An important part of Timecop1983’s sound is the production, which features lush ambient space, created through the tasteful use of delay and reverb, to add the dreamy element to compliment the 80s elements. In the synth audio examples above I found that treating the synths with heavy compression, delay and reverb helped the sound. For compression, I used Ableton’s Glue Compressor, which is pretty transparent sounding, and for the delay I used Filter Delay to get an analogue-like wide delay sound, with the delays occupying the stereo channels. For reverb, I found a big hall sound with space at maximum and time over 3 seconds worked perfectly. In Ableton Reverb, I also boosted Reflect and Diffuse to really make the reverb signal sparkle.
“I don’t have a particular technique or anything, but I do have a FL Studio template I use all the time. It consists of a multiband compressor, parametric EQ and a limiter. This gives my music the same feel and sound every time.”
Another detail to note is that his drum tracks often eschew hi-hats and cymbals, and instead rely solely on simple kick and snare patterns, sometimes with toms for fills. The lack of hi-hats and cymbals gives his songs a sparseness and gives up a lot of frequency room for the synth elements.
“The basis is always a short loop — 6-7 seconds — that has all the sounds that are played in the middle of the track, and from there I start working on the build-up and break-down of the track.”
One of the elements that makes Timecop1983's music sound so catchy is the choice of harmony in his songs. A chord progression he really likes is the IV - V - vi - I progression, which has an ascending bassline and sounds interesting because it doesn’t start on the I chord. It is the basis of the songs Come Back and Lovers; in the key of C Major the chords are F - G - Am - C, and they sound like this:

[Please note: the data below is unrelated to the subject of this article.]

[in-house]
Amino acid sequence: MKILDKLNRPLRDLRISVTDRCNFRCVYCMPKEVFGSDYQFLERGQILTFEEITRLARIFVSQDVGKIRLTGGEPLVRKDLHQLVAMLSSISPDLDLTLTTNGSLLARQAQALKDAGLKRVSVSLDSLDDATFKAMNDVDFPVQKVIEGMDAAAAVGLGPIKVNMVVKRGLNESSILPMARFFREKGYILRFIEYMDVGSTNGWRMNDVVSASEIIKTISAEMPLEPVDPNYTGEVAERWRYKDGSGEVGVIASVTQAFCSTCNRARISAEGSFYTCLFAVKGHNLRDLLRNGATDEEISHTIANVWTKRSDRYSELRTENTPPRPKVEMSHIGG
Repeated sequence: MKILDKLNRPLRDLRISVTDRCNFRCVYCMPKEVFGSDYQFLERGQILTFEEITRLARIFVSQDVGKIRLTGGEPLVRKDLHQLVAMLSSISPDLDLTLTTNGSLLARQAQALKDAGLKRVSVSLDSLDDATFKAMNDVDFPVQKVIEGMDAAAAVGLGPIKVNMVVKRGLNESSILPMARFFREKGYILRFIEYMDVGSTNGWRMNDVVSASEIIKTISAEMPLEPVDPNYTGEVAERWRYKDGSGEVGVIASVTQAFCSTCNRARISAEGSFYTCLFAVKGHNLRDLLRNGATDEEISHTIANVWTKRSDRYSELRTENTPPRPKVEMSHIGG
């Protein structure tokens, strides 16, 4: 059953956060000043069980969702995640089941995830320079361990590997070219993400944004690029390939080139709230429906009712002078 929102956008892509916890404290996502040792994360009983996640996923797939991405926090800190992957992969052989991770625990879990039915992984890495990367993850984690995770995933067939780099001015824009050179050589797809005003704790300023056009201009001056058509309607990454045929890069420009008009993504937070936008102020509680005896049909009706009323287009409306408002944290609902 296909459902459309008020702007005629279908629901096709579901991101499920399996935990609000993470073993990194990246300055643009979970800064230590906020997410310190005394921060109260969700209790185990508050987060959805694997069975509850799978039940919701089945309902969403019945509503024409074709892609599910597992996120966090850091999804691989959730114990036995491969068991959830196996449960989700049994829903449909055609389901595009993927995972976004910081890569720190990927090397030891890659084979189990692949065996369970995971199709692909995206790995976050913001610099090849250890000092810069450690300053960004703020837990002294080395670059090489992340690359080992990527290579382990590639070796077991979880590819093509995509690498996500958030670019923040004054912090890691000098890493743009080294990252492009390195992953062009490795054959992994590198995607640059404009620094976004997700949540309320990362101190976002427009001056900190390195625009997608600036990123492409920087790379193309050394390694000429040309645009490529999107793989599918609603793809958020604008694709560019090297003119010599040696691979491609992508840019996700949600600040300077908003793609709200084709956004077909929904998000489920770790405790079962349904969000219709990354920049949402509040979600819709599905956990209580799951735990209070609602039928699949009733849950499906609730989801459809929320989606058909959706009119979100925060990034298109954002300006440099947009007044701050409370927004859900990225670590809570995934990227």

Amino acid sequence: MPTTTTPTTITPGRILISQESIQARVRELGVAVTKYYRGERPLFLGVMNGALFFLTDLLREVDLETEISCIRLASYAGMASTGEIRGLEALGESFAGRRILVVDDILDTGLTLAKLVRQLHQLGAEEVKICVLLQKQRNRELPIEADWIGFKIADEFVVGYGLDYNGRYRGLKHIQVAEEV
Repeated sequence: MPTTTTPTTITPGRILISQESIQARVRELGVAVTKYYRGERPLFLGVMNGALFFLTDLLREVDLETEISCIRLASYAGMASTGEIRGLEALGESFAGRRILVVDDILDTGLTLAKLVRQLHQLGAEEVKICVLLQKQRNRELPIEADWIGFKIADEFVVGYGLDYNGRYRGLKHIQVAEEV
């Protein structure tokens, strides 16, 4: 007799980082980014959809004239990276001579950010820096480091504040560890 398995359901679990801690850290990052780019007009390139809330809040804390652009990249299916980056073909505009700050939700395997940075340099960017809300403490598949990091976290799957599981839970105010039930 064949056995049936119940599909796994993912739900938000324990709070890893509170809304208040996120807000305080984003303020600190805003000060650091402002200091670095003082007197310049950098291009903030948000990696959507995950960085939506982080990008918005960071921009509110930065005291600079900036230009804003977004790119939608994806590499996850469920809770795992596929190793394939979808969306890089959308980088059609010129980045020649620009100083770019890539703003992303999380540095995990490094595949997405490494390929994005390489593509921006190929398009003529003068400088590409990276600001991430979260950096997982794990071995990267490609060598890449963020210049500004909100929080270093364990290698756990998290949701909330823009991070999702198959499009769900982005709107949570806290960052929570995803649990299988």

You can also make these progressions sound more interesting by layering a repeating arpeggio over each chord that helps to pull the harmony together, and makes each chord sound more colourful than when using standard block chords.
Thanks for reading! These patches and ideas can be used as the a starting point for producing your own synthwave and synth-driven dreampop music. Nostalgic music like synthwave tends to run the risk of sounding repetitive, but by experiment with ideas outside the genre, you can create some really interesting music using simple instruments and patches. As with every genre, the keys are strong songwriting, interesting arrangements and strong production. Check the download link below for the patches and try to edit them to create your own patches!
These are the Ableton Projets I used when working on the Timecop1983 article, and they contain all the MIDI tracks, patches, samples and recordings you hear in the tutorial audio. You'll need TAL U-NO-LX to run the MIDI tracks, and all the effects are the Ableton native audio effects. There are 4 projects, for the songs Come Back, Eyes Closed, Home and Lovers. I've turned several of the patches into Ableton Instrument Racks so you can easily tweak and automate some of the settings in your own arrangements.